Speaking of feasts, it’s not true that everyone is invited to the feast. For example, there seems to be a difference of opinions between Cacofonix, the village bard and the rest of the village. Cacofonix thinks he sings beautifully. The rest of the village thinks not only does he have no voice, but that said voice is a danger to the village’s peace. Therefore, poor Cacofonix has to spend the feast tied to a tree and gagged to ensure that he won’t sing. As a mother, I think this is somewhat extreme, but in the end, quiet is what counts, right? And when children are being annoying and get on everyone’s nerves despite being told, multiple times, to please be quiet, then even I think there need to be consequences. Maybe not tying up but something more appropriate, definitely.

  • When everything goes wrong, just shake your head and say “Ils sont fous ces enfants.”

To the Gauls, the Romans (as well as all other cultures) are a strange bunch. Obelix comments on their weirdest customs with, “These Romans are crazy.” But it sounds so much better in French, “Ils sont fous ces Romains.” He wonders about the strange Roman customs, but doesn’t try to change them (although he doesn’t mind giving them a good beating). He knows he can’t change the Romans. His comment is of a more philosophical nature: “They’re strange but we love them anyway.”  Yes, just like with kids.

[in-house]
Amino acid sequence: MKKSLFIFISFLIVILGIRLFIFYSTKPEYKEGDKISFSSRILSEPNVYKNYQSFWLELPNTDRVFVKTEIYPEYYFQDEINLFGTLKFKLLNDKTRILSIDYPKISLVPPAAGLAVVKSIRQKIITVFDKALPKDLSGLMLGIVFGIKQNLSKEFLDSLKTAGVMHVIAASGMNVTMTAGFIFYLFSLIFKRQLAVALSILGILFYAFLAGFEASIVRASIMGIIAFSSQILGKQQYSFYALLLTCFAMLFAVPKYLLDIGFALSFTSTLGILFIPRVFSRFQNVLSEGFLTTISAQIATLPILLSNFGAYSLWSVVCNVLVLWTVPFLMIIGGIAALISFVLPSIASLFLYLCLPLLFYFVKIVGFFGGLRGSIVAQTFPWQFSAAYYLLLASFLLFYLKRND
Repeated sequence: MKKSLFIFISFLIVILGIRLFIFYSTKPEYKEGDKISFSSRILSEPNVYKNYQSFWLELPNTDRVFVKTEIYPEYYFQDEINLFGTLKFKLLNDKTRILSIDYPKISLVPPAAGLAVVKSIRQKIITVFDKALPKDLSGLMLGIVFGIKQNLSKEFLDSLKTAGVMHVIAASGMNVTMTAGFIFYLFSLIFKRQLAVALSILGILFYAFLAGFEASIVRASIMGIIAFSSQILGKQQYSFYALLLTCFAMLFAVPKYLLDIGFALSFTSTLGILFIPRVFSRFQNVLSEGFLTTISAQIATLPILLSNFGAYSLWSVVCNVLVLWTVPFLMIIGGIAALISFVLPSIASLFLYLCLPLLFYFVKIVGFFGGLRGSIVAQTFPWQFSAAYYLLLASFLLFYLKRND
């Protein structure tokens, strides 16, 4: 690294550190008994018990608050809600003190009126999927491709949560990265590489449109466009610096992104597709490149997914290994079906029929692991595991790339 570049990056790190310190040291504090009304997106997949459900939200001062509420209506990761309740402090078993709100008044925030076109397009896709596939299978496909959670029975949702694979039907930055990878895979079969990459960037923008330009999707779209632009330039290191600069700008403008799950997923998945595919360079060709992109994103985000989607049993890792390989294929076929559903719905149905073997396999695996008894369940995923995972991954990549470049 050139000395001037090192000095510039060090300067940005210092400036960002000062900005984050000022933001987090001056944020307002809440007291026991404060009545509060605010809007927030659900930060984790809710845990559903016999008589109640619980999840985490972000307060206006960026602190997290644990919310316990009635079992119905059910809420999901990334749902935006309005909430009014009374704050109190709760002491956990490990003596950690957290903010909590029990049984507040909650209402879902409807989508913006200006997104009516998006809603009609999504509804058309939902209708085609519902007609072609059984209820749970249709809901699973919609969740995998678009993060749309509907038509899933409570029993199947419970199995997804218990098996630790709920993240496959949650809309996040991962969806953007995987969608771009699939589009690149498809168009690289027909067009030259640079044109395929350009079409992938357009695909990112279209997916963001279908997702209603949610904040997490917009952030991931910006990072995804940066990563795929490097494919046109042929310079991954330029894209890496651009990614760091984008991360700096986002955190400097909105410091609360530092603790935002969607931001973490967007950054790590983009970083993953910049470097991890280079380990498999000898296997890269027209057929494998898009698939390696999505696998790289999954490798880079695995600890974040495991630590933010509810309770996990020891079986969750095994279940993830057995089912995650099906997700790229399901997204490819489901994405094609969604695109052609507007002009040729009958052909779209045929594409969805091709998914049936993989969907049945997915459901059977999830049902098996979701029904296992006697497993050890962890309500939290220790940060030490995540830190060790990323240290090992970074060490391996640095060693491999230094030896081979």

Which brings me back to children. We can’t change much about our kids. I mean we as parents only have so much power over how the kids will turn out. Sure, we can shape them but we’re not magicians, we can’t make them something they’re not or don’t want to be. We can only do what I did: shake our heads, and say: “Ils sont fous, ces enfants.” And then hold your breath until something bad happens to you. I mean, if it works for them it has to work for you, right?

Cover design: By www.amazon.co.uk, Fair use, https://en.wikipedia.org/w/index.php?curid=1900722

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2 Comments

  • Reply Esther June 28, 2016 at 1:39 pm

    This was so fun. Made me laugh. Thank you for this!! 🙂

  • Reply May Chieu August 12, 2016 at 12:58 pm

    I’m sad and this made me laugh. Thank you for helping me feel better!